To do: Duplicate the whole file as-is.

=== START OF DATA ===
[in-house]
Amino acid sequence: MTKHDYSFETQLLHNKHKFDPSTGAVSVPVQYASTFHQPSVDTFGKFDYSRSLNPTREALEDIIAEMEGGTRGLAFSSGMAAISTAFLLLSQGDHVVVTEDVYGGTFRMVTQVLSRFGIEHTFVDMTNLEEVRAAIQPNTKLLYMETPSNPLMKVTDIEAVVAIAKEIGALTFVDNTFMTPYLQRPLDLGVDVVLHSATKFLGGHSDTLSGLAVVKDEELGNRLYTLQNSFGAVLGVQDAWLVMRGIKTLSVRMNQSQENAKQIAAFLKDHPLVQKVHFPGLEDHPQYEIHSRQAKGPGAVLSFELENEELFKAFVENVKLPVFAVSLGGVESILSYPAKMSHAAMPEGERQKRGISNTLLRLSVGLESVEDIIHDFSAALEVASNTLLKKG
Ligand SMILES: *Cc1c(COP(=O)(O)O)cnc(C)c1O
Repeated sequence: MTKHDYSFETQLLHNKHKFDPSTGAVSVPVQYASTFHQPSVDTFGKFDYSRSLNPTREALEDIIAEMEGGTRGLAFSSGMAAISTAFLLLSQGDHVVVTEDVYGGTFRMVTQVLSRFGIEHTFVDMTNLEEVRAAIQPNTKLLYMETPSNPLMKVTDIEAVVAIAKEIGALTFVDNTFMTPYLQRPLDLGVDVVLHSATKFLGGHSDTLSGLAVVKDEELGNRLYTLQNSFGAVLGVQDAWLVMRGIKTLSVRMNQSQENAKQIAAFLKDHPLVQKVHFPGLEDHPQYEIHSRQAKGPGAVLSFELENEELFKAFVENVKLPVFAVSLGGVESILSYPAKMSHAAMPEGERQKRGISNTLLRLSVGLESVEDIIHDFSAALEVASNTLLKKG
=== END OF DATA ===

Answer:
[in-house]
Amino acid sequence: MTKHDYSFETQLLHNKHKFDPSTGAVSVPVQYASTFHQPSVDTFGKFDYSRSLNPTREALEDIIAEMEGGTRGLAFSSGMAAISTAFLLLSQGDHVVVTEDVYGGTFRMVTQVLSRFGIEHTFVDMTNLEEVRAAIQPNTKLLYMETPSNPLMKVTDIEAVVAIAKEIGALTFVDNTFMTPYLQRPLDLGVDVVLHSATKFLGGHSDTLSGLAVVKDEELGNRLYTLQNSFGAVLGVQDAWLVMRGIKTLSVRMNQSQENAKQIAAFLKDHPLVQKVHFPGLEDHPQYEIHSRQAKGPGAVLSFELENEELFKAFVENVKLPVFAVSLGGVESILSYPAKMSHAAMPEGERQKRGISNTLLRLSVGLESVEDIIHDFSAALEVASNTLLKKG
Ligand SMILES: *Cc1c(COP(=O)(O)O)cnc(C)c1O
Repeated sequence: MTKHDYSFETQLLHNKHKFDPSTGAVSVPVQYASTFHQPSVDTFGKFDYSRSLNPTREALEDIIAEMEGGTRGLAFSSGMAAISTAFLLLSQGDHVVVTEDVYGGTFRMVTQVLSRFGIEHTFVDMTNLEEVRAAIQPNTKLLYMETPSNPLMKVTDIEAVVAIAKEIGALTFVDNTFMTPYLQRPLDLGVDVVLHSATKFLGGHSDTLSGLAVVKDEELGNRLYTLQNSFGAVLGVQDAWLVMRGIKTLSVRMNQSQENAKQIAAFLKDHPLVQKVHFPGLEDHPQYEIHSRQAKGPGAVLSFELENEELFKAFVENVKLPVFAVSLGGVESILSYPAKMSHAAMPEGERQKRGISNTLLRLSVGLESVEDIIHDFSAALEVASNTLLKKG